Making your website accessible is a way to be socially responsible, avoid litigation and win new customers all at the same time. Those who have a disability should expect a digital experience that is inclusive of their needs, much like they would experience in a physical place of public accommodation. And with the world relying on websites more than ever before, creating a website that provides a fair experience to all should be the minimum standard for any business, institution or organization.
What kinds of disabilities does an accessible website benefit?
Making a website accessible serves a diverse group of people with disabilities.
Those with visual impairments like blindness, color blindness or low-level vision may use screen readers like JAWS or a software with zoom capabilities to experience a website. There are 285 million people worldwide with visual impairments, according to the World Health Organization (WHO). For context, this is almost the size of the entire U.S. population.
Deaf and hard of hearing individuals will benefit from an accessible website too. Tactics like closed captioning videos and providing transcripts for audio content will go a long way to improving the experience these individuals have with your website. The WHO reports that an astounding 466 million people worldwide have a hearing disability.
Mobility impairments – from paralysis to weakness – requires an increased reliance on keyboards, so making a website accessible to this population is extremely important. The CDC reports that over 16% of the U.S. population has some kind of mobility impairment.
Nearly ¼ of the U.S. population has some sort of cognitive disability, most of them younger adults. This disability may also be combined with a physical disability but can include a range of other impairments including dyslexia, ADD and even mental illness.
Retrofit or redesign your website?
Every new website designed and developed should be done so against current WCAG guidelines, but many website owners struggle with how to proceed with their site in light of website accessibility priorities. The first step is to have an audit done of your website so that you can understand what accessibility violations your website has. A certified accessibility expert can help you evaluate whether the violations are fairly easy to solve, or whether it might necessitate a larger redesign project which would be done with accessibility guidelines as part of the baseline requirements.
Routine accessibility checks should be part of your plan
Once your site is accessible, you have the responsibility to keep it accessible. Unfortunately, with most websites managed by a group of people and the simple fact that it’s so easy to violate a guideline, it’s important that you enlist an expert to do accessibility testing of your site on a regular basis. Automated accessibility tools can help you flag issues, but you will still need to identify which are major and minor fixes, and of course implement them. Manual scanning services can also help you prioritize issues for you to then fix. Whichever method you prefer, you need to make sure that your budget accounts for this ongoing service.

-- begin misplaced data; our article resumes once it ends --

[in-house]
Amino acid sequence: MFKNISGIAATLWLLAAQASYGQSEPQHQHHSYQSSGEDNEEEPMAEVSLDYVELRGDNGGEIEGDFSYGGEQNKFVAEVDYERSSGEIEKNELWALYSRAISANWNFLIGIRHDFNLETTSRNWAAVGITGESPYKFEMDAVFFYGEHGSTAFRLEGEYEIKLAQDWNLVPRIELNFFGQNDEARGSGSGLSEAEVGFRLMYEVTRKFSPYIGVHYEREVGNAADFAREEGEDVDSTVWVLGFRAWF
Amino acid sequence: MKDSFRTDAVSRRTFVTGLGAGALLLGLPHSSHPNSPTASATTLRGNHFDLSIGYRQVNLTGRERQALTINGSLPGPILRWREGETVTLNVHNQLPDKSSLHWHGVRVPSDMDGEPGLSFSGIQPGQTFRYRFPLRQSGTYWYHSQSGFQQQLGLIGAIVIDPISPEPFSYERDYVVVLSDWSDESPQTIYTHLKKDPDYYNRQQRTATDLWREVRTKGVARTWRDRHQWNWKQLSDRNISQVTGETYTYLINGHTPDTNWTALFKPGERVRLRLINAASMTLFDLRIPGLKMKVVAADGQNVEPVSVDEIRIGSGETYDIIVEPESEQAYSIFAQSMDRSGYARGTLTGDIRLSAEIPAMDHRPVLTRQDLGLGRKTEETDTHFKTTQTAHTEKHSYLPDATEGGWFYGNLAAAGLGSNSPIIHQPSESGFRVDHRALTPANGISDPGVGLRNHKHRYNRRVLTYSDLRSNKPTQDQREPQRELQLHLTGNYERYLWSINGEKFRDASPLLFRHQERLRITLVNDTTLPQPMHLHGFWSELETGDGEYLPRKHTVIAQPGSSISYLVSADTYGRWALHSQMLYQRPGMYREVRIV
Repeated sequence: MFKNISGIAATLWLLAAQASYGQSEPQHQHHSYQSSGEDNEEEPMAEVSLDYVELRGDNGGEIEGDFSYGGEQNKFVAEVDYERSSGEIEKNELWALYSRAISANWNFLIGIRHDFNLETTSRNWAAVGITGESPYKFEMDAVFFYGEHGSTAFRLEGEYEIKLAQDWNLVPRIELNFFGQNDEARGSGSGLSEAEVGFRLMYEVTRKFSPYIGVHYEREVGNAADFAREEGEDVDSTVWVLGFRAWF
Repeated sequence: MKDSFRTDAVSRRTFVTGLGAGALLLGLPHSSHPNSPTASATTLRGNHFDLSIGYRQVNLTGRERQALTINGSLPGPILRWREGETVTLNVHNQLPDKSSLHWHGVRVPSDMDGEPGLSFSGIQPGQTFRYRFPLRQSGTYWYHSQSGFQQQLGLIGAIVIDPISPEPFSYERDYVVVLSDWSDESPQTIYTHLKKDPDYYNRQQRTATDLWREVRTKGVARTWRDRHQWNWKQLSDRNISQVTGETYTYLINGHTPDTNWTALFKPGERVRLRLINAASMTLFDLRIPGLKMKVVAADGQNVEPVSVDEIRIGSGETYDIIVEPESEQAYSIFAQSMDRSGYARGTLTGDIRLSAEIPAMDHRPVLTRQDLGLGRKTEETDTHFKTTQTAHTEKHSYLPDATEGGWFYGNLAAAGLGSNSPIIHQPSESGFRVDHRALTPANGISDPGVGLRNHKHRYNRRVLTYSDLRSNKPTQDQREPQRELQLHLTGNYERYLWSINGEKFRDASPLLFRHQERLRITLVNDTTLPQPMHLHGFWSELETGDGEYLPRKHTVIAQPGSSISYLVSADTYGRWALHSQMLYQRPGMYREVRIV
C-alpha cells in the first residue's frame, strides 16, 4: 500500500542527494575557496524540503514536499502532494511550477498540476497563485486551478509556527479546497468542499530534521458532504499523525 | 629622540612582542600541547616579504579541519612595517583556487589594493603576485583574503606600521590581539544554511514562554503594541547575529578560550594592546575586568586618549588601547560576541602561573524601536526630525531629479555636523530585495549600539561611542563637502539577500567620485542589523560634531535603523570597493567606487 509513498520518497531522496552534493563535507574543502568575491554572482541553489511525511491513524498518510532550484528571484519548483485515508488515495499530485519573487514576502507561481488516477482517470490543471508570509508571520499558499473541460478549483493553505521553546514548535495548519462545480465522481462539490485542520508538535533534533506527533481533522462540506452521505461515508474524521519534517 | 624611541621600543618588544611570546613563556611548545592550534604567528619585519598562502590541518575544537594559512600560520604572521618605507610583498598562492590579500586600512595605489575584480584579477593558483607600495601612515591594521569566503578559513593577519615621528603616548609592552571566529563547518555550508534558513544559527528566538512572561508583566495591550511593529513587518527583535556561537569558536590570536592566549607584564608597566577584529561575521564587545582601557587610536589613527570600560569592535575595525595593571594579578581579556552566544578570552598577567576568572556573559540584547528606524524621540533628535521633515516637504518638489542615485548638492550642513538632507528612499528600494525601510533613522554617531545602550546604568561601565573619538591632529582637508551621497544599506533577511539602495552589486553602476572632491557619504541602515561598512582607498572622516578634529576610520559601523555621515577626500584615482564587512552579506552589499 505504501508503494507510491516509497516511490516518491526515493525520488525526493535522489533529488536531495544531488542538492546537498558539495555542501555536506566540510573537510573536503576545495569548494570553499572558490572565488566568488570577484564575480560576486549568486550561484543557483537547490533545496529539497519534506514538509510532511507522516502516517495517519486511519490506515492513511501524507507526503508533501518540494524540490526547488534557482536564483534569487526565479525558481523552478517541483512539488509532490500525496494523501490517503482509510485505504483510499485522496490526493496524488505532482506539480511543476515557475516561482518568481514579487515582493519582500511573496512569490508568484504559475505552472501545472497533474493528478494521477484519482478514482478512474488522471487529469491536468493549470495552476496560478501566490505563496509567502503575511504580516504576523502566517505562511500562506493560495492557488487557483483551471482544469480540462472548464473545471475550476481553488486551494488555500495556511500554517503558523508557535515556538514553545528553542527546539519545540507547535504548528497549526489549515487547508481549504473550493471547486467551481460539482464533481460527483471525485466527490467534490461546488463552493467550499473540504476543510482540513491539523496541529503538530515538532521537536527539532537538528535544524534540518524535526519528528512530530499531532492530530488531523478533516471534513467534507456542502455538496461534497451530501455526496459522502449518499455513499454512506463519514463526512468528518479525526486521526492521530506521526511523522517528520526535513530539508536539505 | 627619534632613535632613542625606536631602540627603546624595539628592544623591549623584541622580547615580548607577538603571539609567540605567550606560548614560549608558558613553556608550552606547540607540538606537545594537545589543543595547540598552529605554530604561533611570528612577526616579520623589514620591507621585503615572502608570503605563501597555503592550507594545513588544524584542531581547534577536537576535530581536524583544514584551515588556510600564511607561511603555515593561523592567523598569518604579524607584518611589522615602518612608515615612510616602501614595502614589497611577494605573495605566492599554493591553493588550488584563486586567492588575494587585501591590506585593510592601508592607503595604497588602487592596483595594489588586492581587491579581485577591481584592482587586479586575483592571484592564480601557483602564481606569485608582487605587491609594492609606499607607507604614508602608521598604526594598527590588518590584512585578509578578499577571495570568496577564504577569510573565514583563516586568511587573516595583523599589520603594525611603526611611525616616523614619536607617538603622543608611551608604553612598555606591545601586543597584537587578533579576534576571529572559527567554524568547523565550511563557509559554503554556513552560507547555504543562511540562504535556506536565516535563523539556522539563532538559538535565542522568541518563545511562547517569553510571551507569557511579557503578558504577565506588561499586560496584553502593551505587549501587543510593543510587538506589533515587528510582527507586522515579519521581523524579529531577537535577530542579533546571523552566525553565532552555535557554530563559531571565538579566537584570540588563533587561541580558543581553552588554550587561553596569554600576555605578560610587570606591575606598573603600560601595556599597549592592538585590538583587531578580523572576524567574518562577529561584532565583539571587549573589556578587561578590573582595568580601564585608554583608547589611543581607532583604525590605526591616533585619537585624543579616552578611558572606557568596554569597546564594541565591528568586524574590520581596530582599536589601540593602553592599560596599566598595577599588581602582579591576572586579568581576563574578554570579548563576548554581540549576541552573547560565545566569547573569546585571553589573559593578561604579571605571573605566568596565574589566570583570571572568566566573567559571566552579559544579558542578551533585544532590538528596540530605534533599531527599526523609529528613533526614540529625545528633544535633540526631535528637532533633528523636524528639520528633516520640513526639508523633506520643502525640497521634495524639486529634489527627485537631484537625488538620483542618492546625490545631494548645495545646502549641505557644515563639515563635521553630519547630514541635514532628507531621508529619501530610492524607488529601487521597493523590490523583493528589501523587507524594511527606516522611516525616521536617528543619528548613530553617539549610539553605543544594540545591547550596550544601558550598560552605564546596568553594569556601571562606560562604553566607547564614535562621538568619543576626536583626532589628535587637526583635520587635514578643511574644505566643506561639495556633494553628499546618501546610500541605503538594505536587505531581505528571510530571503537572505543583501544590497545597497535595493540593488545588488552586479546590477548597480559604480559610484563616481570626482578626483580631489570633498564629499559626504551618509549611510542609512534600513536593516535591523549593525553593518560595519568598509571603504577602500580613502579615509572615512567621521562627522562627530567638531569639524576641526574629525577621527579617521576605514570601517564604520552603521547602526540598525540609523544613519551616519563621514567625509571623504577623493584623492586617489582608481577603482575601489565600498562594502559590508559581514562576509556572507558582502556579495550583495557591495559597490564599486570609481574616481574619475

Roles and responsibilities – everyone plays a part
When it comes to website accessibility, everyone is responsible. Your strategy/UX/design teams need to partner together to develop a website strategy and design that are considerate of current WCAG guidelines. Your development team will need to also understand how to properly implement WCAG guidelines. And even your content development and marketing teams should be aware of website accessibility best practices so that they can plan with this in mind. Of course, your legal and compliance teams should also be aware of best practices and guide you along the way. Once you have a site that adheres to guidelines, be sure to also alert your customer service team of how to respond to and escalate any claims about compliance concerns from your customers.
The current legal landscape - lawsuits continue
The first half of 2021 saw a 64% increase in lawsuits regarding websites, apps and videos that were inaccessible. While ecommerce sites led the way in terms of the number of lawsuits, digital media and agencies, finance, food service and healthcare rounded out the top five most sued. These industries correspond with the uptick in usage of these sites and apps during the pandemic, so come as no surprise.
While lawsuits continue and usage of apps and websites is higher than ever, it’s never been more important to make sure that website accessibility is on your priority list. Our certified experts are here to help you navigate the world of website accessibility, so contact us to learn more and discuss your specific needs.